It’s strange how one can sometimes have more in common with people that hold opposite views than one does with people who hold similar views. Such is the case with Buddhism, a ‘godless’ religion with which I have much sympathy, but little simpatico.
Lest I play into the hands of believers who are willing to kill or be killed for their idea of God, let me be clear on where I stand. The belief in a paternalistic, patriarchal, all-knowing ‘Creator’—in other words, monotheism—is a projection from humankind’s adolescence that has become the biggest stumbling block to spiritual growth in the 21st century. That said, Buddhism simply isn’t filling the vacuum.
It’s no accident that both sides in the supposed ‘war on terror’ hold the same core belief. Despite talk of shared Abrahamic roots, the belief in one God is the most divisive idea that the human mind has ever fabricated.
The God that the terrorists praised as they flew jetliners into the World Trade Towers is the same God that George Bush is still certain supported him in his invasion and occupation of Iraq. Both are the ultimate projection of the divisive human mind, the antithesis of goodness, an expression of evil.
There is no ‘Creator’ in Buddhism, and therefore many refer to it as a philosophy, rather than a religion. With that I feel an affinity, but this marks the point of both my congruence and divergence with Buddhism.
In America, an increasing embrace of Buddhist ideas has not prevented the darkness and deadness of this culture from becoming pervasive. Despite Buddhism’s core mission to awaken people from “the sleep of ignorance,” more and more people are willfully sleepwalking. Indeed, zombies and the walking dead are celebrated in popular culture and the mainstream media. For many, Western Buddhism has added another layer of clever avoidance to the hellish cultural conditions of America and the world.
Indeed, it may well be that transplanting Buddhist ideas such as detachment into the thinning soil of America, without maintaining the imperative of right observation and daily spadework, has only added to the erosion of people’s character.
Perverting the practice of Buddhist detachment works well for many in our hyper-individualized culture, by grafting studied indifference onto unexamined roots of egoism, while ‘ supposedly transcending the smaller self.’ American Buddhists often then go on to express egregious things such as, “I see the light and darkness in a larger overview. If the Buddha practiced that kind of detachment, he would not have gotten up from under the bodhi tree.
For example, a reader recently expressed the view, common among American Buddhists, that “there have been many creations and destructions of the universe…the universe has gone through such perils as we are seeing on earth many times.”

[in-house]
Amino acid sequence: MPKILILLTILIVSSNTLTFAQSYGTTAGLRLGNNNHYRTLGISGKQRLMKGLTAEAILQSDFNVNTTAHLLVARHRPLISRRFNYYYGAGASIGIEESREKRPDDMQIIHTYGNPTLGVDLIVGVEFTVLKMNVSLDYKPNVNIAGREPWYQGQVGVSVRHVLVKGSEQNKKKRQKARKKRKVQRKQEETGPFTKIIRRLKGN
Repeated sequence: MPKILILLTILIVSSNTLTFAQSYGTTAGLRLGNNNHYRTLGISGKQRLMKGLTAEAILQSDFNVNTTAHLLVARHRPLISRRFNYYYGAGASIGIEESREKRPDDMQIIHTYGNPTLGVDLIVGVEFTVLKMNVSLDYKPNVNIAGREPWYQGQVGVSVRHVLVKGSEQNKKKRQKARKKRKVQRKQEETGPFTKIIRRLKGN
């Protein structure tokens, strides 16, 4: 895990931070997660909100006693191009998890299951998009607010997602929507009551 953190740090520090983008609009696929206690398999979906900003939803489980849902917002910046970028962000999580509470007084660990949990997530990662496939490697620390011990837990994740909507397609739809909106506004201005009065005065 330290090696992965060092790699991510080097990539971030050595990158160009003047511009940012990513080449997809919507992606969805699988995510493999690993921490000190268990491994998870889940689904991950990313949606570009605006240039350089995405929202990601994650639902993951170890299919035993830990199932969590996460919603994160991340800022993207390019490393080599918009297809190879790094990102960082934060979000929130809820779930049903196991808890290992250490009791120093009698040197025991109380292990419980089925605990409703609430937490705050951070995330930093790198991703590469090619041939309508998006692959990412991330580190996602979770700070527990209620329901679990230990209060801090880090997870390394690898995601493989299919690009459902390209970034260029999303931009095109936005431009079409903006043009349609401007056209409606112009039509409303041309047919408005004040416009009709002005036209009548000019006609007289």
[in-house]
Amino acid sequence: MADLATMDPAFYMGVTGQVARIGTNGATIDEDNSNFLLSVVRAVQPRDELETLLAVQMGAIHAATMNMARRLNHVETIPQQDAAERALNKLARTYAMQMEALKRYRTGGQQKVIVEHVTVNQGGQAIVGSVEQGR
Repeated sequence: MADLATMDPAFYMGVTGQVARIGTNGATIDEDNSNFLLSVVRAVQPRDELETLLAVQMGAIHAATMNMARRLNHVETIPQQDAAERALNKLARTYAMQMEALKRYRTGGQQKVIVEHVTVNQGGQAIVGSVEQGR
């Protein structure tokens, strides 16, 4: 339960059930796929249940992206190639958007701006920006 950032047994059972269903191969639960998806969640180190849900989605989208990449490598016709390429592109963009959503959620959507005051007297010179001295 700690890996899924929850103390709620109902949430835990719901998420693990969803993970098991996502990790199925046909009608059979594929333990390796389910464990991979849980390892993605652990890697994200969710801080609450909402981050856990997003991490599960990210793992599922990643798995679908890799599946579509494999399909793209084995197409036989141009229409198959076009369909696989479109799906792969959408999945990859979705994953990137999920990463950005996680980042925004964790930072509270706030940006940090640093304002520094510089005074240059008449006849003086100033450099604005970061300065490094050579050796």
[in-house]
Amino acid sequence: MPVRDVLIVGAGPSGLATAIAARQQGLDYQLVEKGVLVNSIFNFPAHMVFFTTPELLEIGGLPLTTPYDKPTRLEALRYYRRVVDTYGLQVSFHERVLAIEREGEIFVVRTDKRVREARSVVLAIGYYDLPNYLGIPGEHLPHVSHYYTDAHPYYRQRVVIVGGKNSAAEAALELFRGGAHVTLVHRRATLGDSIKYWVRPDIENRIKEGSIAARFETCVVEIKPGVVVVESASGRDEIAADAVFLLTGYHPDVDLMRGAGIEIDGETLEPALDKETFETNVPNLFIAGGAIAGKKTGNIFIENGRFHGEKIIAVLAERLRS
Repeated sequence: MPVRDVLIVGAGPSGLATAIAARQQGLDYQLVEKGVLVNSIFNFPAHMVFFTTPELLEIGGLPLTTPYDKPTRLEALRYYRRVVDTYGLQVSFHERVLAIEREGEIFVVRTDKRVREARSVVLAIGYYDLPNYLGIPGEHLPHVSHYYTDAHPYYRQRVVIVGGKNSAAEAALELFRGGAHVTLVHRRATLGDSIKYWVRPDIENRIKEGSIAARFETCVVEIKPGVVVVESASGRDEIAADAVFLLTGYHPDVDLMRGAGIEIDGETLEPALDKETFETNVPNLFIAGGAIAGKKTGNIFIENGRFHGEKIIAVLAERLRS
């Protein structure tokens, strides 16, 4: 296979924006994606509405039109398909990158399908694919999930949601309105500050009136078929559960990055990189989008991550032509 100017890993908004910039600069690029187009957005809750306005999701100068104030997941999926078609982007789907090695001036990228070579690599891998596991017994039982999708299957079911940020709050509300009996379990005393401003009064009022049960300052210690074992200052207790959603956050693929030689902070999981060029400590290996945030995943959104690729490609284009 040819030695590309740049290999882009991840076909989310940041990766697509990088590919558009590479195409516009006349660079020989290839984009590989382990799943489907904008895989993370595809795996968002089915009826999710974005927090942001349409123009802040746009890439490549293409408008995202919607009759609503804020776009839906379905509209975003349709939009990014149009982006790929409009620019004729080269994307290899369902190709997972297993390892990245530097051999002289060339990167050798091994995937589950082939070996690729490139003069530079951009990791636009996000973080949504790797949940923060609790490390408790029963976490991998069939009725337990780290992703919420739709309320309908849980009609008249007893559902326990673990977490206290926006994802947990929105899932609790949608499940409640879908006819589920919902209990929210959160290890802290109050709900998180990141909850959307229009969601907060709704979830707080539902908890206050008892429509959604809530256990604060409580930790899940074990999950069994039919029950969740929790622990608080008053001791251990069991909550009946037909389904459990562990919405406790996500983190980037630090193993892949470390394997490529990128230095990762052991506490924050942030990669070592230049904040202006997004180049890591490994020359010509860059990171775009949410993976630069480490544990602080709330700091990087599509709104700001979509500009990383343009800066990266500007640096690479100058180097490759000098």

Perversely comforting notions like this allow self-absorbed adherents to distance themselves from the unprecedented ecological and spiritual crisis of human consciousness, and remove themselves from the world while believing they are rising above it. Such a ‘perspective’ twists the meaning of Buddhist detachment beyond anything Siddhartha would recognize, and carries detachment to the point of absurdity.
Neither Buddhism nor Christianity has an adequate philosophy of evil, but many Buddhists deny its existence. (Christianity’s philosophy of evil has tended to spread it, but that’s another inquiry…as opposed to Inquisition.)
In short, whatever the degree of enlightenment of past Buddhist leaders (and it was often significant), the 5th century BCE religious explosion ignited by Siddhartha Gautama does not apply to our 21st century world.
This is even truer in countries where Buddhism has been transplanted, such as the United States. The creative explosion ignited by Siddhartha 2500 years ago was a regional phenomenon. It has all but been extinguished by the lacquering of many traditions of Buddhism since, not to mention the mad rush toward Western materialism in the last few decades. Humanity now requires a global revolution in consciousness.
Many Buddhists make the same argument for why they are Buddhists that followers of Christianity make. They maintain that humans need tradition and ritual because human nature has a tendency to drift or plunge off in any number of deleterious directions, such as aggression and violence, or sorrow and grasping (the primary Buddhist concerns).
The traditionalist says we would be brutes without tradition, but that is a circular, if not specious argument. Has tradition lessened negative characteristics in human nature? In point of fact, tradition has not civilized humankind, but at best has kept the lid on the darkest impulses and tendencies in human nature, a lid that has been blown off in recent years.
The question of tradition and ritual is therefore moot, since they’ve lost whatever meaning, restraining influence and holding power they had. The ancient, unaddressed issues of human nature and consciousness have reemerged with a vengeance in the global society, and the return to the religious traditions of all kinds is leaving people without the strength and persistence to awaken new insight.
Insight and liberation from human consciousness do not require tradition and ritual, and in fact are impeded by them. All that’s required is the daily spadework of negating division and time in passive observation of the movement of thought/emotion, preferably in the mirror of nature. Then awareness grows into a cleansing, renewing and strengthening flame, burning away the dross of experience.